One of the ways we have preserved the great outdoors at the Federal level is through the Land and Water Conservation Fund. The fund was created in 1965. It protects lands, forests, State and local parks, and critical wildlife habitat. This critical program also helps ensure hunting and fishing access, something also very important to New Hampshire. It supports battlefields, trails, sporting facilities, and outdoor recreation opportunities in every State.
Every year since I arrived in the Senate in 2009, I have led a letter with Senator Leahy of Vermont to appropriators that supports robust funding for the Land and Water Conservation Fund. The most recent letter was signed by 44 Senators from both sides of the aisle, a very strong showing of bipartisanship from supporters who know this is a program that works for the environment and works for small business.
I am also pleased to cosponsor legislation--bipartisan legislation--that is led by Senator Bingaman, which would permanently authorize the Land and Water Conservation Fund with dedicated funding. In New Hampshire, the LWCF has supported more than 650 local recreation and conservation projects and it helps protect locations such as the White Mountain National Forest, the Appalachian Trail, the Umbagog National Wildlife Refuge, and the Silvio Conte Wildlife Refuge.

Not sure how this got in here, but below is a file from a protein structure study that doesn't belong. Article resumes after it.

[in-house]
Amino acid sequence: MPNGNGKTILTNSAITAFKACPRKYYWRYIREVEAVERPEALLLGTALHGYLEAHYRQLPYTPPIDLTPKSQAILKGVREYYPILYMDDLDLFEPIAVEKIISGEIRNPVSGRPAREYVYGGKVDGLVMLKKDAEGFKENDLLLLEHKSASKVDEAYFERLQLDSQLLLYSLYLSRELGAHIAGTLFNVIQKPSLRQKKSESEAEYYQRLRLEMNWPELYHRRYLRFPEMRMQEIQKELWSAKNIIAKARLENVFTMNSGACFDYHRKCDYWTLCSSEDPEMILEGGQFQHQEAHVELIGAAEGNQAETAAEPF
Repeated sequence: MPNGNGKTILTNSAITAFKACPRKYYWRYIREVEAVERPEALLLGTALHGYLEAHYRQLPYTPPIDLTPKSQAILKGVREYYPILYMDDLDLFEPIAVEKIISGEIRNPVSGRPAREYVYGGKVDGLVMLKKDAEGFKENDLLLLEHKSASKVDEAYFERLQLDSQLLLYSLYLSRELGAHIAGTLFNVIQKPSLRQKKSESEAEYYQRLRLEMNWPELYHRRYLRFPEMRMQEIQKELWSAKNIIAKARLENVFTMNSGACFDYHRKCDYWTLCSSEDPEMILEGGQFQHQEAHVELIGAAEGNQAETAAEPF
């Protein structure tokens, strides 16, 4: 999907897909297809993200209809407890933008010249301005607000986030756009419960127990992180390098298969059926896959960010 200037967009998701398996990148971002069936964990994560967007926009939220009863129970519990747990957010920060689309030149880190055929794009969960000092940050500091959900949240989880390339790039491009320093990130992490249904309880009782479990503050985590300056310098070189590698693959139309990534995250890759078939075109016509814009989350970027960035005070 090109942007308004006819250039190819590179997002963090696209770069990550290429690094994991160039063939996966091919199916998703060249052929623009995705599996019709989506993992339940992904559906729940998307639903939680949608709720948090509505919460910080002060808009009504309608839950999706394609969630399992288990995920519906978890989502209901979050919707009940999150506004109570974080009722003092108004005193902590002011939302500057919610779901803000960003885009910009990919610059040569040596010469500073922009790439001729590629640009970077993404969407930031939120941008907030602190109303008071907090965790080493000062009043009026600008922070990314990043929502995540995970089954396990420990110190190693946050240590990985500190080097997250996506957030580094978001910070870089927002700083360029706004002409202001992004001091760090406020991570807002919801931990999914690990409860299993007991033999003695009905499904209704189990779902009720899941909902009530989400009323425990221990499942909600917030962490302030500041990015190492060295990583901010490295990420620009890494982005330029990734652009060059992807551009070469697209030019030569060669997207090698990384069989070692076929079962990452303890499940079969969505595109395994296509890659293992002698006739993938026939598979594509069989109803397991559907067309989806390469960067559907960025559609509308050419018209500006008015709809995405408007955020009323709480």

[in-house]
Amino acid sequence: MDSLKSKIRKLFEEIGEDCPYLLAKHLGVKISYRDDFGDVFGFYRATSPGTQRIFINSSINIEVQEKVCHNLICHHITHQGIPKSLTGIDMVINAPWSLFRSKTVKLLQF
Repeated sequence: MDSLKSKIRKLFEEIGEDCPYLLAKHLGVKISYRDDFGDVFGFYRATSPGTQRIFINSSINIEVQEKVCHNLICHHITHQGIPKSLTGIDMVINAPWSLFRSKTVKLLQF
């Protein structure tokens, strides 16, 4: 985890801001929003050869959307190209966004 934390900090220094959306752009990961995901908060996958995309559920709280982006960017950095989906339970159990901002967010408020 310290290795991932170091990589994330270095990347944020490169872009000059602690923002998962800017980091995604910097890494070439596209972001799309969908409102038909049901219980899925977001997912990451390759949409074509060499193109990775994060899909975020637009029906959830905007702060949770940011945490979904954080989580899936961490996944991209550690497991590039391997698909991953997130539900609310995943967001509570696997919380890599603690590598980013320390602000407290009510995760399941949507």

These scenic locations, whether they are enjoyed for relaxation or exercise, support jobs and local economies by increasing the demand for outdoor recreation equipment and by attracting visitors to our State. Those visitors eat in our restaurants, they shop at our small businesses, they stay in some of the most beautiful hotels you will find anywhere in America.
The outdoor economy supports tourism, and tourism should be recognized as the economic engine that it is throughout this country. The travel and tourism industry is one of the top 10 industries in 48 States in the country. It supports over 14 million American jobs. In New Hampshire, travel and tourism is our second largest industry, supporting over 60,000 jobs.
I had the opportunity yesterday with a number of small business owners and representatives from New Hampshire to visit Brand USA, which is the national initiative that is the result of travel and tourism legislation passed by the Senate and Congress in 2010 to begin advertising the United States outside of this country. They have advertisements now in Canada, in the UK, and in markets that are important as we think about how we can attract visitors to the United States.